The L.A.-based designer first realized they could make a living selling their mantra-infused clothing after producing a small batch of T-shirts. The tees sold out within a day. After emblazoning postage stickers with messages of resiliency and sticking them around his neighborhood, Wright began drawing the messages online and found willing buyers. This modest success led to a full clothing line and website. The sales are great, but the response is better.
“I’m most proud of the impact my art has had on the trans community,” says Wright, who awards a portion of proceeds to the Black trans community via the Unique Women’s Coalition. At a Pride event, customers “told me how much it meant for them to see a trans person out in the world, being successful and happy.”
“So often our lives are filled with a lot of fear, pain, and trauma,” says Wright, who hopes to one day open a brick-and-mortar shop. “I want a space for us to enjoy art and community in a place where we often don’t take up space.” —Neal Broverman, Photo courtesy
A Two-Spirit citizen of the Coeur d’Alene tribe, Paulette Jordan is a former Idaho state representative, vice chair of the Democratic National Committee Native American Caucus, cofounder of the DNC Council on Environment & Climate Crisis, and secretary of the National Indian Gaming Association. She considers herself “a daughter and hereditary leader of the Pacific Northwest” whose work involves “carrying on the legacy of leadership that comes with being Indigenous to this land.” She is “a voice and a representative for balance and peace, for all people, and for the land and water that gives us life,” she says.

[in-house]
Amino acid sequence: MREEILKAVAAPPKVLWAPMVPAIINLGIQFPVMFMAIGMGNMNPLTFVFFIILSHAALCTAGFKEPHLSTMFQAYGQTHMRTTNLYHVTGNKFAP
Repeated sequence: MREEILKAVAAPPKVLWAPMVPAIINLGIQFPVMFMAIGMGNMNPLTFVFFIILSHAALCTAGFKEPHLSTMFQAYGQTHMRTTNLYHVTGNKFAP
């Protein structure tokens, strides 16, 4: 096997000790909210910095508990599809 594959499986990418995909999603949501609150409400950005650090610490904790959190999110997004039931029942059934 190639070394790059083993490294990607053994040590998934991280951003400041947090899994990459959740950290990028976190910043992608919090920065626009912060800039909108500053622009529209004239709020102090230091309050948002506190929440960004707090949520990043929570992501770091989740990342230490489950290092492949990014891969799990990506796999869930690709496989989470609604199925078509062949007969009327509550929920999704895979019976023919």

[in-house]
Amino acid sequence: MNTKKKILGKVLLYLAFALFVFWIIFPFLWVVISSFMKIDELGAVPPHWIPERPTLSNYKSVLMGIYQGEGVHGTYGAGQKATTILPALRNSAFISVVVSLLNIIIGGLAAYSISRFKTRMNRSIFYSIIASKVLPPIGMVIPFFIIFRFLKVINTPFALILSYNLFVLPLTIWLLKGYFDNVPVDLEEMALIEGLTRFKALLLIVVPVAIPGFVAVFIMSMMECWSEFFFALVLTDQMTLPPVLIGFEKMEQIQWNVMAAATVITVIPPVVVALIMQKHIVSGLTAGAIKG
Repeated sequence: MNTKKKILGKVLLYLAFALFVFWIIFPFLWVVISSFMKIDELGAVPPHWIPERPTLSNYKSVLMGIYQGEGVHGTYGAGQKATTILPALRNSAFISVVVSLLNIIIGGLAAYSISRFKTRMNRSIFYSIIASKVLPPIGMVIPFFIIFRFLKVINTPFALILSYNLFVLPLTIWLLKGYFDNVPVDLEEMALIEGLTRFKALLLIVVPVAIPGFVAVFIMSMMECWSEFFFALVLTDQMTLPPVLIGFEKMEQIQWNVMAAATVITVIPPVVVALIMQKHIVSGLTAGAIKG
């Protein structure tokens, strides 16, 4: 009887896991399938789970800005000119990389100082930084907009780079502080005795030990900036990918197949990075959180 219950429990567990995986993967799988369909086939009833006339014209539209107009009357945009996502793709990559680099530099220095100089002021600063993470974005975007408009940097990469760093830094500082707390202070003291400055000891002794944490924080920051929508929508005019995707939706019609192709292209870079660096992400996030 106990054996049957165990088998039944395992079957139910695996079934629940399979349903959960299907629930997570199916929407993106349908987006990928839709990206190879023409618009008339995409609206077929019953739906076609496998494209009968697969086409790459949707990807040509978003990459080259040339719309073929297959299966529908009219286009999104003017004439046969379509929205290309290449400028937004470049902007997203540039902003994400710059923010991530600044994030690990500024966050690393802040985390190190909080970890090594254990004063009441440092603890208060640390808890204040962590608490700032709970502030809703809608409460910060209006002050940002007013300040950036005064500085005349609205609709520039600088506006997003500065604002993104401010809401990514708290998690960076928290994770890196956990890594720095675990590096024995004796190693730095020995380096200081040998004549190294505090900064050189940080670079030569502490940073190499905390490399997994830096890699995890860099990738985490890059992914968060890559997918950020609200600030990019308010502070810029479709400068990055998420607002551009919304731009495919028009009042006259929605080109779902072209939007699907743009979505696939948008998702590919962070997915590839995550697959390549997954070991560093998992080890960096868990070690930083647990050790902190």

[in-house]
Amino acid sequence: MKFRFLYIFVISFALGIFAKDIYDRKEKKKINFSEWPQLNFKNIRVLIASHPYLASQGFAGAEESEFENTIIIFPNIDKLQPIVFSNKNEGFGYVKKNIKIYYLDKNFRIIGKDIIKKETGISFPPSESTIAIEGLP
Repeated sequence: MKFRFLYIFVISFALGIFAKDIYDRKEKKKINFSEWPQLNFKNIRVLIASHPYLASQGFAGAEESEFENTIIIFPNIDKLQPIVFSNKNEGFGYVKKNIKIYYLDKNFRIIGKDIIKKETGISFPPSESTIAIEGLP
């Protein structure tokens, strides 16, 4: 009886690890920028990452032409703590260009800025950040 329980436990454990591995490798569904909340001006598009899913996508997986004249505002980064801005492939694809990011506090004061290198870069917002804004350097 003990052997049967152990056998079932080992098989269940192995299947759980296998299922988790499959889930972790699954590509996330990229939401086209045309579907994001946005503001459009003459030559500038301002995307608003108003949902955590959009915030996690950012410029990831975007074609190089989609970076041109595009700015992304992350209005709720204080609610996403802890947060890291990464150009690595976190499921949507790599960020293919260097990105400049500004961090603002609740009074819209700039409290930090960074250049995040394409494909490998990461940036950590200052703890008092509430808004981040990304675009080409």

In 2020, Jordan became the first Native American woman to win a major party nomination for U.S. Senate when she ran as a Democrat in Idaho. “What makes me proud is knowing that we’ve made significant progress in bringing to the forefront the voices of women, people of color, Indigenous people, LGBTQ+, young people, and other underrepresented communities,” she says. She’s a devoted mother and a nationally elected leader among the tribal nations. She’s also extremely passionate about restoring balance to our relationship with nature, and started an organization, Save the American Salmon.
“Staying connected to your purpose — what you came to this world to do — will always help you overcome,” she says. — M.R.
Community organizer @queenvictoriaortega
Queen Victoria Ortega wears many crowns. The Angeleno activist is the national president of FLUX, a network of transgender leaders that seeks to uplift trans and nonbinary people. She is also queen of the Royal Court, a community group that uses events like drag shows to raise funds for LGBTQ+ causes. This found family is near and dear to her. “Losing my father Prince Adrian Ortega was quite difficult,” Ortega shares. “He was my sounding board and a steady force of unconditional love. With help from the Royal Court members, I have been able to deal.”
Ortega has shared her own love and wisdom as an advisor to a host of entities, including the Los Angeles County Prevention Planning Council, the Los Angeles County Commission on HIV Health Services, and the Transgender Service Provider Network. Her mission is “to show that trans people are capable and powerful, not victims but instead victorious!”